From a security best practice standpoint, if in fact the Clinton email server was not wiped as Clinton and her team apparently intended, then this failure to permanently remove Clinton’s personal emails and any other data she didn’t wish to share with government investigators provides another good example of operational security controls that would presumably be in place with a government-managed email server that were lacking in Clinton’s private setup. The National Institute of Standards and Technology (NIST) refers to data wiping by the more formal term “media sanitization” and requires the practice for all information contained in federal information systems, regardless of the sensitivity level of the data. While it is certainly likely that at least some public and private sector organizations fail to perform data wiping on servers, computer workstations, and other hardware that includes writeable storage, it is a very common security practice among organizational and individual computer users.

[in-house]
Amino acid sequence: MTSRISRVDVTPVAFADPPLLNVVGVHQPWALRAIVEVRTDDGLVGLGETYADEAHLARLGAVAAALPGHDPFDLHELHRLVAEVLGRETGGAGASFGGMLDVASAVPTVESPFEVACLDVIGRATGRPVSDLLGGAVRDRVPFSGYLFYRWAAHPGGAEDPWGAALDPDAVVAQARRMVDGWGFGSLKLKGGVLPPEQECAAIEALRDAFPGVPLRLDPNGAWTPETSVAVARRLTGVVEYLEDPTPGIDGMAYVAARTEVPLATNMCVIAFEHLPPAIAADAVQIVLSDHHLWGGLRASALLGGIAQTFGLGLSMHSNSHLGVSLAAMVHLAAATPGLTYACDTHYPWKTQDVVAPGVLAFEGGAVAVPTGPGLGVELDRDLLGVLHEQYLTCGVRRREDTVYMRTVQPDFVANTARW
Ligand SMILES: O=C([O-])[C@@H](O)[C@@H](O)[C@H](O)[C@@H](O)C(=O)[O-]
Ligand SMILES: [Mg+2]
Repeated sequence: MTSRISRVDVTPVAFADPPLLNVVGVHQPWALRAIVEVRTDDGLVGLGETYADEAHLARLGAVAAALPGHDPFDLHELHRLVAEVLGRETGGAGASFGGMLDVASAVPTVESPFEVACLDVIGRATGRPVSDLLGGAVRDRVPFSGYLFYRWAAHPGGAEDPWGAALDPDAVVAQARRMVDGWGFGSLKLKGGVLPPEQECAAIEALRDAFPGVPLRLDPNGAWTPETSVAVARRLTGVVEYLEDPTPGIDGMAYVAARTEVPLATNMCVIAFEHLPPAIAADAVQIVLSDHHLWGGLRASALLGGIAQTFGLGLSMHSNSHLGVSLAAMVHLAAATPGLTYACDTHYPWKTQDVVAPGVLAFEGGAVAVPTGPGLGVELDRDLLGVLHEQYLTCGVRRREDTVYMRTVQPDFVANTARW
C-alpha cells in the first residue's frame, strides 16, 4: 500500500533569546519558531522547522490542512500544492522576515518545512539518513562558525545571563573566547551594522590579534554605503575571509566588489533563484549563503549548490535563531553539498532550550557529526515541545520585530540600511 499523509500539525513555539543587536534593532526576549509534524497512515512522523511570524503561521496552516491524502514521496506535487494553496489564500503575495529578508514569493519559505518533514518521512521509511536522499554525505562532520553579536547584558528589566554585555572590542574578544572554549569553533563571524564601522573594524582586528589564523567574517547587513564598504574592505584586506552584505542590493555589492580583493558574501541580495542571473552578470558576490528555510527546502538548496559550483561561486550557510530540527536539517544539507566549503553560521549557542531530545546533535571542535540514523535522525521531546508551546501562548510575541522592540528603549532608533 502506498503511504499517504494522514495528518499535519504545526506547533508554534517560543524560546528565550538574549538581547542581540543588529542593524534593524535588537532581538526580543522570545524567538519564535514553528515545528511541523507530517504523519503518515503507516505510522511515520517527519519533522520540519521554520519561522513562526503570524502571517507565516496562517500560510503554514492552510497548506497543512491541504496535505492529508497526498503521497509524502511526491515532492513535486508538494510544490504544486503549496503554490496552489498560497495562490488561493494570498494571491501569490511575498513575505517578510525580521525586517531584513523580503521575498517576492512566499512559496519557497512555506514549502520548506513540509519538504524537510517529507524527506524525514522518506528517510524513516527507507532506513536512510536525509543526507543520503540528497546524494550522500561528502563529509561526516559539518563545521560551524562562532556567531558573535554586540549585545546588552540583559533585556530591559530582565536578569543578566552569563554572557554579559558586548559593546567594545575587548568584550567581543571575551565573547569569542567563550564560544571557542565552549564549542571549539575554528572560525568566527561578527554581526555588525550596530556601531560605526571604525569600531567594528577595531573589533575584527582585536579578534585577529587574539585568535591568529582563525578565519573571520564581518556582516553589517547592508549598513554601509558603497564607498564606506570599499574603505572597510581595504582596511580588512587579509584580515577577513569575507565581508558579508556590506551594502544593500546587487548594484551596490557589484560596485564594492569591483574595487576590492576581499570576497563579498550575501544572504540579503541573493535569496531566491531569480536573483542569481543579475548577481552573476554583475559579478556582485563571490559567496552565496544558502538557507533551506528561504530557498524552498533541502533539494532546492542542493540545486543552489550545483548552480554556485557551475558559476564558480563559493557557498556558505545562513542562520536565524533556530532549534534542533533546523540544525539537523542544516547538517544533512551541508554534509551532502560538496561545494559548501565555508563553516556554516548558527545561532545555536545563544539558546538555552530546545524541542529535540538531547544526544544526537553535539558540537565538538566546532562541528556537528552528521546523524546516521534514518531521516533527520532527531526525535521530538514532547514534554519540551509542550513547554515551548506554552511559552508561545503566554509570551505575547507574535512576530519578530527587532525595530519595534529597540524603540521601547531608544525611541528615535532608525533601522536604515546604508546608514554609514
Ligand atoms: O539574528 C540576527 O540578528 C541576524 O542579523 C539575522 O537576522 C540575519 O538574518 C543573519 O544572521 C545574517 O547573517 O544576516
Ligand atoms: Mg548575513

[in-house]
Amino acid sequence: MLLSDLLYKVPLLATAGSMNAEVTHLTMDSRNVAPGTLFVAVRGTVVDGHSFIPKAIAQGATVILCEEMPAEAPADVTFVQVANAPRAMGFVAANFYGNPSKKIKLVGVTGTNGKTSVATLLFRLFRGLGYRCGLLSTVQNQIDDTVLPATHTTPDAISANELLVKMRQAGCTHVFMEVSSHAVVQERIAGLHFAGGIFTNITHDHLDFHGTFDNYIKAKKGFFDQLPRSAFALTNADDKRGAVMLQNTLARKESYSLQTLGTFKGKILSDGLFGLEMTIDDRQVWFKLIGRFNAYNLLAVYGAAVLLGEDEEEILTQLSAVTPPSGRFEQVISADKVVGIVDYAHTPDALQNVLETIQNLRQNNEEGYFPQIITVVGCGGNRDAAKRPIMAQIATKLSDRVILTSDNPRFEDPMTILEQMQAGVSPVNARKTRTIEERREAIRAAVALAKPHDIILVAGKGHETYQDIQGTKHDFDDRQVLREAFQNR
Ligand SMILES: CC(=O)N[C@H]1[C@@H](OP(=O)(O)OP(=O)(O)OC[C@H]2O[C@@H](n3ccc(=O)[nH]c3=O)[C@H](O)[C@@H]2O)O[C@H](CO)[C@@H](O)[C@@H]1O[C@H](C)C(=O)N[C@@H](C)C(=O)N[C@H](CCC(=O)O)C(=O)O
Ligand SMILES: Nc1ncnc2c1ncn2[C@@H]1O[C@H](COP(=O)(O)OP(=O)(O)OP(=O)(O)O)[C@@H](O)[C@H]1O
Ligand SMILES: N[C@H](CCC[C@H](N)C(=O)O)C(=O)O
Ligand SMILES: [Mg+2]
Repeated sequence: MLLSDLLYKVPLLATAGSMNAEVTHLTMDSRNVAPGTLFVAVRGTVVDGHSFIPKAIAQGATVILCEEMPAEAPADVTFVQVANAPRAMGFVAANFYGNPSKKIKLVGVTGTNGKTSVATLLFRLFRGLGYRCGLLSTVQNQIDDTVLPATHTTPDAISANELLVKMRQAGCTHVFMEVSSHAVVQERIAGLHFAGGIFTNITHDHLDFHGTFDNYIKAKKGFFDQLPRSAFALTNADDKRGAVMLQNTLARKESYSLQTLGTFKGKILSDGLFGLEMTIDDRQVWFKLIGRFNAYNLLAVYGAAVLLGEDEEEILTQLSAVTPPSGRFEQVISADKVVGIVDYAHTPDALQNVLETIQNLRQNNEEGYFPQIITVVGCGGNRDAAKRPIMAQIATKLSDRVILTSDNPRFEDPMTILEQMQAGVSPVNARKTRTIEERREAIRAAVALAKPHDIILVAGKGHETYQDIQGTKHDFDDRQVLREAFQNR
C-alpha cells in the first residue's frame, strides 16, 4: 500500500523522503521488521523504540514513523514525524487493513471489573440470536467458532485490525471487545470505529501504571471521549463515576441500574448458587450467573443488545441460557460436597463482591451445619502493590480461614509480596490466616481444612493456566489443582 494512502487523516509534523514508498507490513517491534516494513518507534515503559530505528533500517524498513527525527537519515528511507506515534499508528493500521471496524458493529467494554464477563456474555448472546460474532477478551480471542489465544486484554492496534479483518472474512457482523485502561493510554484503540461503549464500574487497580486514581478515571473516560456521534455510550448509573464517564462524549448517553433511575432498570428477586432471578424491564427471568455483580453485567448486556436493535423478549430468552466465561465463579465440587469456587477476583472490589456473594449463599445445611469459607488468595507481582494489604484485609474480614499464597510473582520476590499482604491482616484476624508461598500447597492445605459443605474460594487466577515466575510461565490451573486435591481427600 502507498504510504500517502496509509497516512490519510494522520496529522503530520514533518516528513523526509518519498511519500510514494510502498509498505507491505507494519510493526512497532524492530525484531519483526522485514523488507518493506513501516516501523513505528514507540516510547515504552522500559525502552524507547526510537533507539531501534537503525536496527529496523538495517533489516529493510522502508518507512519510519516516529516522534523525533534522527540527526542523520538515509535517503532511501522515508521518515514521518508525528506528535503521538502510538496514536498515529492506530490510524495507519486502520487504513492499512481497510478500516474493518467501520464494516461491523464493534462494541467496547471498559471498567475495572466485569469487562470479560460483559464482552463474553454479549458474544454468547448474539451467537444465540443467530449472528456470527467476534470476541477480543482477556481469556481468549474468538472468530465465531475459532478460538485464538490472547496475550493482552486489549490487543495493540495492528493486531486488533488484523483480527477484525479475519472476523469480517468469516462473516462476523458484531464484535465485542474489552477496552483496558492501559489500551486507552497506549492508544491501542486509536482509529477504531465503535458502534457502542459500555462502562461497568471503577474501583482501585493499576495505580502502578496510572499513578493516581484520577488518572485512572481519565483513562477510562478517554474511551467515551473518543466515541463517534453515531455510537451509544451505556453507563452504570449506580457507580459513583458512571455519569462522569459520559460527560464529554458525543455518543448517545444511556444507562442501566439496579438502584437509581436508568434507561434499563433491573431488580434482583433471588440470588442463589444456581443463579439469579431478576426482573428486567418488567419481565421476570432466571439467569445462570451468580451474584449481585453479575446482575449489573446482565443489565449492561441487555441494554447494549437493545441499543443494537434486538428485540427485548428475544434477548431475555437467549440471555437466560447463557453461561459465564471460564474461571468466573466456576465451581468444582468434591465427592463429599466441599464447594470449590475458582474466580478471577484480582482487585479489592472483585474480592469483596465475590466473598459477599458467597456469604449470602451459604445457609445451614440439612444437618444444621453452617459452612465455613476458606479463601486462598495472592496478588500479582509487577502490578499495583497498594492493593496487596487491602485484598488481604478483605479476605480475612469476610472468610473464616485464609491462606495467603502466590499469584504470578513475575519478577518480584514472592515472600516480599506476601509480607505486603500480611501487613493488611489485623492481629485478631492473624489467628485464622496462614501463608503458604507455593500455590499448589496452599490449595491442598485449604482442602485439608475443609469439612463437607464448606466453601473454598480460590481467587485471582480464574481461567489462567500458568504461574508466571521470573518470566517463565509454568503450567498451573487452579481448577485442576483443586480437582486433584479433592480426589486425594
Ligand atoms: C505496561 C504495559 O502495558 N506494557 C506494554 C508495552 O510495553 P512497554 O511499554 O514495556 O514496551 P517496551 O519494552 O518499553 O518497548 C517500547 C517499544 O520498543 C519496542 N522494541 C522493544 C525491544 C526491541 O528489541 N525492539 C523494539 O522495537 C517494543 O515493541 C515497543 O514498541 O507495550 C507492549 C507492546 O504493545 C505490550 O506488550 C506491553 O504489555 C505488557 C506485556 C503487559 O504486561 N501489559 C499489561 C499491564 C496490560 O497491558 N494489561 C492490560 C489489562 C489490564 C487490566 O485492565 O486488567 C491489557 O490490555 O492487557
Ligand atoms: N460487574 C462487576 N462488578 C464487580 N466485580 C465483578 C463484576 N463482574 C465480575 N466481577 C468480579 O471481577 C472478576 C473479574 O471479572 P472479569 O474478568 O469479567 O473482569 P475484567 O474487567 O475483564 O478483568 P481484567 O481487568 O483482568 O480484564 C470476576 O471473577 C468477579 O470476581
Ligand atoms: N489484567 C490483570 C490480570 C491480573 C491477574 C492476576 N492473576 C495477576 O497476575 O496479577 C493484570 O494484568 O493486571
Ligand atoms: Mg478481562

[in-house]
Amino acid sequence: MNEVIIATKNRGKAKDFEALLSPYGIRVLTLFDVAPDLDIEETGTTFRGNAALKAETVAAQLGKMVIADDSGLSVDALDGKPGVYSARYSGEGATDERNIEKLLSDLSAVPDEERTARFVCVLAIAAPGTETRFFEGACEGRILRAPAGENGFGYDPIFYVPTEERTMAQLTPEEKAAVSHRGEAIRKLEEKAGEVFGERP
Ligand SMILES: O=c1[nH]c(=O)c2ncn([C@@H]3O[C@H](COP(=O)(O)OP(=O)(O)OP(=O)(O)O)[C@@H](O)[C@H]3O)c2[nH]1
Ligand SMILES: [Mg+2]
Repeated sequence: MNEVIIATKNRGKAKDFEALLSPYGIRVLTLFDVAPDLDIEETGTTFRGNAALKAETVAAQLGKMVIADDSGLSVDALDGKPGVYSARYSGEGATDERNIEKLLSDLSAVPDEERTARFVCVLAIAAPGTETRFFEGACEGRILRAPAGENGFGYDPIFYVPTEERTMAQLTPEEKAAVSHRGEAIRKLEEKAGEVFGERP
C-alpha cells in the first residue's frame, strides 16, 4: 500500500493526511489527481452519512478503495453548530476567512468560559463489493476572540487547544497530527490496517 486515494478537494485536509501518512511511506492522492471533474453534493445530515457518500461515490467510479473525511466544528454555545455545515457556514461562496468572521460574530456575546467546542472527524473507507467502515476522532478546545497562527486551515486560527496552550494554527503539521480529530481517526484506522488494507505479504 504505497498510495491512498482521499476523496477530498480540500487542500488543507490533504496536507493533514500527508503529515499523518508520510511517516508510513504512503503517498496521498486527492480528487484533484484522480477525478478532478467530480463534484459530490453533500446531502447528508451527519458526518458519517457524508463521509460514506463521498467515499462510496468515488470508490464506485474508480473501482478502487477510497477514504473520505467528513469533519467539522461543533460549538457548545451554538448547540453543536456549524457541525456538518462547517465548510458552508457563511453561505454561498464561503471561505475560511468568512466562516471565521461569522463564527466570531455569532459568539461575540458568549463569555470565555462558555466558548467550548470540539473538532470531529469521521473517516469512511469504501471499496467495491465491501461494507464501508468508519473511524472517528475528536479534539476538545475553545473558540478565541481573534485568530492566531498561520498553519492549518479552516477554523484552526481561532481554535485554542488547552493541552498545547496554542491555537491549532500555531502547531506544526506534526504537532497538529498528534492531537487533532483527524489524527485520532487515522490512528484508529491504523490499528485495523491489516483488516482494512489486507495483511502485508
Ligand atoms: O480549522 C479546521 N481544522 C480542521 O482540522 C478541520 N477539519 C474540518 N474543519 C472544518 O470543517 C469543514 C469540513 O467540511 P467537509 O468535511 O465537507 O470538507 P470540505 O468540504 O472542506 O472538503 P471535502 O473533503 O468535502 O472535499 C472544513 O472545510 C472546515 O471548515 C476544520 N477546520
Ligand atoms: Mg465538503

The possibility that Clinton’s email hasn’t been, as her attorney and spokespeople have asserted, completely removed from the server may make it a bit harder for her critics to argue that Clinton’s deliberate action to wipe the server is a sign that she has something to hide, although it may be that she and her staff intended to permanently remove the emails and just didn’t have the technical knowledge to do it properly. This is troubling in part because of the implication that – notwithstanding the security skills of the State Department staffer the Clintons privately paid to manage the server they kept at their home – routine security practices may not have been put in place. When the use of the private server became widely known, several sources used publicly available information about the clintonemail.com domain and the Microsoft Exchange server used to provide email services for Clinton and others. It’s hard to know whether even basic security recommendations from Microsoft were followed, but some have pointed to server and operating system fingerprinting results indicating the server was running Windows Server 2008 (and had not been upgraded to the more secure 2012 version). Aside from potential vulnerabilities associated with the OS and the Exchange 2010 software that may or may not have been patched, the server was also apparently configured to allow remote connections both via Outlook Web Access and an SSL VPN, both of which used self-signed digital certificates to establish secure connections. It makes sense that Clinton would want and need access to the server from anywhere, although a more secure approach would limit connections to Outlook email clients or ActiveSync-enabled devices. Regardless of how well (or poorly) the server was secured while it was operational, the steps taken to secure the data once the server was no longer in use provide a good example of what not to do.